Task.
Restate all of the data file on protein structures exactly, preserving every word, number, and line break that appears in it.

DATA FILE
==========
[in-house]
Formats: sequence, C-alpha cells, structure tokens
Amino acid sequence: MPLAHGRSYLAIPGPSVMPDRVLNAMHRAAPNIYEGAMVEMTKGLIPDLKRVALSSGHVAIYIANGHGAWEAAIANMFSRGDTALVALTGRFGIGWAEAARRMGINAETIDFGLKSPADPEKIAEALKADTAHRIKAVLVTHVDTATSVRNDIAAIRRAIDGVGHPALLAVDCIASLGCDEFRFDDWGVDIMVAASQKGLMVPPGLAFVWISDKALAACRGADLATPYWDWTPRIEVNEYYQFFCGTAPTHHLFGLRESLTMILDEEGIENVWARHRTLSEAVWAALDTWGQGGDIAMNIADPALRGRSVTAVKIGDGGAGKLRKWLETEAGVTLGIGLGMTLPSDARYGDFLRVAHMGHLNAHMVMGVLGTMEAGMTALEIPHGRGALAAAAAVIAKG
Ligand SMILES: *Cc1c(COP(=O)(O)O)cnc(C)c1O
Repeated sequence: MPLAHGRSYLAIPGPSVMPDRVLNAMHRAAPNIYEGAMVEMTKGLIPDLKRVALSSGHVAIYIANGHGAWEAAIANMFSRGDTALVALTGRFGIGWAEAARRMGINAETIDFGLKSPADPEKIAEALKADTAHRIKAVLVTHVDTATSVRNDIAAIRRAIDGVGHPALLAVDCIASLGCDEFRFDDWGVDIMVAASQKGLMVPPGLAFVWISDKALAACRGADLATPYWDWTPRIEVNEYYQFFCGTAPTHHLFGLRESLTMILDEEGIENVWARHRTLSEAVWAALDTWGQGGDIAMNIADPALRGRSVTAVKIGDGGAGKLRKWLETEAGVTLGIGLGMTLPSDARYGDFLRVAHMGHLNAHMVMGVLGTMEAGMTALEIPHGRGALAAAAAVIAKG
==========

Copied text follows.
[in-house]
Formats: sequence, C-alpha cells, structure tokens
Amino acid sequence: MPLAHGRSYLAIPGPSVMPDRVLNAMHRAAPNIYEGAMVEMTKGLIPDLKRVALSSGHVAIYIANGHGAWEAAIANMFSRGDTALVALTGRFGIGWAEAARRMGINAETIDFGLKSPADPEKIAEALKADTAHRIKAVLVTHVDTATSVRNDIAAIRRAIDGVGHPALLAVDCIASLGCDEFRFDDWGVDIMVAASQKGLMVPPGLAFVWISDKALAACRGADLATPYWDWTPRIEVNEYYQFFCGTAPTHHLFGLRESLTMILDEEGIENVWARHRTLSEAVWAALDTWGQGGDIAMNIADPALRGRSVTAVKIGDGGAGKLRKWLETEAGVTLGIGLGMTLPSDARYGDFLRVAHMGHLNAHMVMGVLGTMEAGMTALEIPHGRGALAAAAAVIAKG
Ligand SMILES: *Cc1c(COP(=O)(O)O)cnc(C)c1O
Repeated sequence: MPLAHGRSYLAIPGPSVMPDRVLNAMHRAAPNIYEGAMVEMTKGLIPDLKRVALSSGHVAIYIANGHGAWEAAIANMFSRGDTALVALTGRFGIGWAEAARRMGINAETIDFGLKSPADPEKIAEALKADTAHRIKAVLVTHVDTATSVRNDIAAIRRAIDGVGHPALLAVDCIASLGCDEFRFDDWGVDIMVAASQKGLMVPPGLAFVWISDKALAACRGADLATPYWDWTPRIEVNEYYQFFCGTAPTHHLFGLRESLTMILDEEGIENVWARHRTLSEAVWAALDTWGQGGDIAMNIADPALRGRSVTAVKIGDGGAGKLRKWLETEAGVTLGIGLGMTLPSDARYGDFLRVAHMGHLNAHMVMGVLGTMEAGMTALEIPHGRGALAAAAAVIAKG